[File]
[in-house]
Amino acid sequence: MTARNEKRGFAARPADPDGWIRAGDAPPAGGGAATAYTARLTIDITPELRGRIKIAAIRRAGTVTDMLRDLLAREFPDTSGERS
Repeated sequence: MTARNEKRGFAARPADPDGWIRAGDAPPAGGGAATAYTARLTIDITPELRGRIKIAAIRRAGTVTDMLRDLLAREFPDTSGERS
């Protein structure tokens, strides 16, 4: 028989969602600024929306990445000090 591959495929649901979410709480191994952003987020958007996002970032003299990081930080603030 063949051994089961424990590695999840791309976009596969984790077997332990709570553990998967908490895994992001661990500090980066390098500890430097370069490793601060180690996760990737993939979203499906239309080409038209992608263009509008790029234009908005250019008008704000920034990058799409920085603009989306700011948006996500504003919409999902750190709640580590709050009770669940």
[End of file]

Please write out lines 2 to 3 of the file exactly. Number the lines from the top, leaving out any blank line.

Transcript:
Amino acid sequence: MTARNEKRGFAARPADPDGWIRAGDAPPAGGGAATAYTARLTIDITPELRGRIKIAAIRRAGTVTDMLRDLLAREFPDTSGERS
Repeated sequence: MTARNEKRGFAARPADPDGWIRAGDAPPAGGGAATAYTARLTIDITPELRGRIKIAAIRRAGTVTDMLRDLLAREFPDTSGERS